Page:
July 1, 2012
Chronological correctness was never an imperative on this blog, so a bunch of older shots still sitting in the queue will have to wait – first something new I’ve been playing around with: freelensing. Tricky thing, doing it handheld and all, but really fun. And a lot cheaper than real tilt-shift – then again: far from the real thing. And to be honest: I’ve never been more tempted to get a tilt-shift lens than in the past few days. Obviously, only a fraction of the following images was shot freelensing, it’s a nice option but as with any effect – don’t overuse it.
One of my first test shots.
A bit of climbing. Of course no freelensing while hanging 15 meters above ground…
Uuups. Split screen, must have hit the wall a bit hard. Just a protective glass though…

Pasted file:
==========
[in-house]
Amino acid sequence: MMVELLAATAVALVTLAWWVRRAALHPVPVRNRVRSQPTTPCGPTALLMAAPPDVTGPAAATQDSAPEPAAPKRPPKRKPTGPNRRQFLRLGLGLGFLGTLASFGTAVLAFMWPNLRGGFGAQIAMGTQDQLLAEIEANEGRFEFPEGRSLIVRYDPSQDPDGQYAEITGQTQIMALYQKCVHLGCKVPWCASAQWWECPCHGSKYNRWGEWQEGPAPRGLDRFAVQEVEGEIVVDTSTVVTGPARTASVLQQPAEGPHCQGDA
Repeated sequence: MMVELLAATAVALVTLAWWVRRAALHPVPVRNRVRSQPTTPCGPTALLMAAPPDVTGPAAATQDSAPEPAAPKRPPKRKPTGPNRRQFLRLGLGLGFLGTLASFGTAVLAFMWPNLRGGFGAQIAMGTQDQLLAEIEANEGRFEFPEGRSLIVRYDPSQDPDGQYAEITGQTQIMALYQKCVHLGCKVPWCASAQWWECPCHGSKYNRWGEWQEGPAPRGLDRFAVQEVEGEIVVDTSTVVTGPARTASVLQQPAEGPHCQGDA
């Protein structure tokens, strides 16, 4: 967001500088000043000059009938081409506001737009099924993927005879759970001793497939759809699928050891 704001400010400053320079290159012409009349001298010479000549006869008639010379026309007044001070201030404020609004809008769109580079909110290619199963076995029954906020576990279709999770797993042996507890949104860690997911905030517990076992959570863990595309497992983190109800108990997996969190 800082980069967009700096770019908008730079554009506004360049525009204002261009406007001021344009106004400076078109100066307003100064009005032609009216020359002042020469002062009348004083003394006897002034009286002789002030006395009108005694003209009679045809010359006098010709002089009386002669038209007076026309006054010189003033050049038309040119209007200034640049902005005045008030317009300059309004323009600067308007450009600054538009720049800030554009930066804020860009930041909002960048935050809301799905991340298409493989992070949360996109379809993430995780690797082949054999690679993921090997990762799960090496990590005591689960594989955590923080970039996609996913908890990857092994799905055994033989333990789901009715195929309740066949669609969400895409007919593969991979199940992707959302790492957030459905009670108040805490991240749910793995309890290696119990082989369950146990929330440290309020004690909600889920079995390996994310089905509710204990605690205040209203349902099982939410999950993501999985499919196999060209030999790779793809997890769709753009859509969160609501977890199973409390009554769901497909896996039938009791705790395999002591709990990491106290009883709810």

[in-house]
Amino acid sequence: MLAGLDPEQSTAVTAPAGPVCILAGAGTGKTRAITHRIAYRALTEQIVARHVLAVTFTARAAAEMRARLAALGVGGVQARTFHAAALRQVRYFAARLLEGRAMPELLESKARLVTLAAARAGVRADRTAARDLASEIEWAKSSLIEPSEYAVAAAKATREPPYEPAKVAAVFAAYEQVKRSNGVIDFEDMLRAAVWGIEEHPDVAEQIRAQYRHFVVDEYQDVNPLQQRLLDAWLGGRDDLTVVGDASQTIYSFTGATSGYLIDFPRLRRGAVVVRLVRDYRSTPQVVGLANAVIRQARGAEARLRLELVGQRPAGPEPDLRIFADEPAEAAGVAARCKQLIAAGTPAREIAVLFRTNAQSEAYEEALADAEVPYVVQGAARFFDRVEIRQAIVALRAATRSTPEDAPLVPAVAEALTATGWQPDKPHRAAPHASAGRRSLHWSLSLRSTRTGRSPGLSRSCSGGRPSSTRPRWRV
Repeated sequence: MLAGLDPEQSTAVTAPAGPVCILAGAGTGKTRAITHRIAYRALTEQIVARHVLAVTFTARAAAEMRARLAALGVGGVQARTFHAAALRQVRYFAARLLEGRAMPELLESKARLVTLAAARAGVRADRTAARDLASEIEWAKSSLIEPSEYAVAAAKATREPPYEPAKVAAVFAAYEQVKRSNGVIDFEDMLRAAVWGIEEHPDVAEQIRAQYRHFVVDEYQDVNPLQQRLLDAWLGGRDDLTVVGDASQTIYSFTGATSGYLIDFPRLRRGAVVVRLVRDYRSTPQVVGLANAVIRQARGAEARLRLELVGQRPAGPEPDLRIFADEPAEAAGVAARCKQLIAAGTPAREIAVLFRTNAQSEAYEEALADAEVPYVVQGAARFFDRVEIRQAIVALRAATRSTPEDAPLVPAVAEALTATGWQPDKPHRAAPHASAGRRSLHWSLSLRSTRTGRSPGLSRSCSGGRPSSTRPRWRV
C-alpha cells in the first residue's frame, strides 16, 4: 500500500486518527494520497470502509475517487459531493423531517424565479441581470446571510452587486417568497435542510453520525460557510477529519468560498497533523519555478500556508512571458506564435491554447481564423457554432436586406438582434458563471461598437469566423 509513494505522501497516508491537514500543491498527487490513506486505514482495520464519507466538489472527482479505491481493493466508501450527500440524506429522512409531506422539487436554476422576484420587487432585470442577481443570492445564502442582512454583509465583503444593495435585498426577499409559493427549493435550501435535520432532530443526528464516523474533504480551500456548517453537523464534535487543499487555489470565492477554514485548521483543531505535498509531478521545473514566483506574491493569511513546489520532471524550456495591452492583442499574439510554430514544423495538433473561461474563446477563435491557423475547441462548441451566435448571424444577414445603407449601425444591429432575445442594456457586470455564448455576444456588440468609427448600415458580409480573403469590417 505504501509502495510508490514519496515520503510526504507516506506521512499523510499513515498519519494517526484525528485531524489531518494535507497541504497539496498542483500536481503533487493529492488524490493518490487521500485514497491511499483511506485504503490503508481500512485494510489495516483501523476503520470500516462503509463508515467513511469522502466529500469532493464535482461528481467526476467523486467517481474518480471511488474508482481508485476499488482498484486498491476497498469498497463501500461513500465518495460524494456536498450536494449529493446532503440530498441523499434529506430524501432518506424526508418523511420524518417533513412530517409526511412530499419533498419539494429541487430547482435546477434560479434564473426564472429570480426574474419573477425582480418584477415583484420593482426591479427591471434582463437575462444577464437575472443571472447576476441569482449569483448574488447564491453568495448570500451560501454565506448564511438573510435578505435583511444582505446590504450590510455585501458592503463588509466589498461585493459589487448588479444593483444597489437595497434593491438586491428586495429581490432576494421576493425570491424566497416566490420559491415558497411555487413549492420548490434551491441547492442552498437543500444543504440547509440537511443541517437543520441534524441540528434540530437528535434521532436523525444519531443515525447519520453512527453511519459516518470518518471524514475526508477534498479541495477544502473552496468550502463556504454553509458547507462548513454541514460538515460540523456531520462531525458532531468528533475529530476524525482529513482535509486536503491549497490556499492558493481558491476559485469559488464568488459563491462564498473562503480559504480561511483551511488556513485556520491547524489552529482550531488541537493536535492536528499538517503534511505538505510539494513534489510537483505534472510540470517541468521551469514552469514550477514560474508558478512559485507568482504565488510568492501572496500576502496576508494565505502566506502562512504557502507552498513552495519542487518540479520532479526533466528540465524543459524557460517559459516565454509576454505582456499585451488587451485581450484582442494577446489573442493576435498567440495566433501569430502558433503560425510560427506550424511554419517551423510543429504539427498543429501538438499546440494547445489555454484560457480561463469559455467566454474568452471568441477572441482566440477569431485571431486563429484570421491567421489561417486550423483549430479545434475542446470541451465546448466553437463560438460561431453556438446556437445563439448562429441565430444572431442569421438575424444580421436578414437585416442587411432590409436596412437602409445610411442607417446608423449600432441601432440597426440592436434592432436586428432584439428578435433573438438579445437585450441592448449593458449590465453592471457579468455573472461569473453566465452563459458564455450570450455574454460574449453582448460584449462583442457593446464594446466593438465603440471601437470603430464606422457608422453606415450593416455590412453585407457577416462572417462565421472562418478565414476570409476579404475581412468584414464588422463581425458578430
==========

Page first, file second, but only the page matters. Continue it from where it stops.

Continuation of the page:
Jonas. Probably the best environment to shoot with no lens attached, dirt and chalk flying around…
Landscape freelensing is a lot harder because the increased distance of the rear lens element to the sensor effectively takes away the ability to focus far away objects.
It is possible to get far focus, it’s quite difficult though and only achievable at the far left or far right side of the frame, depending on which way you tilt the lens. This one was shot with the 24mm F2.8 at 1/25 second shutter speed, handheld. With freelinsing, the wider the lens, the harder it is to get a sharp picture, so you might want to start with a 85mm and close objects, like the climbing portraits above.
Lovely place to live.
Made a trip to Mannheim the next day, location scouting.
On the road.
First time I made to Mannheim’s docks.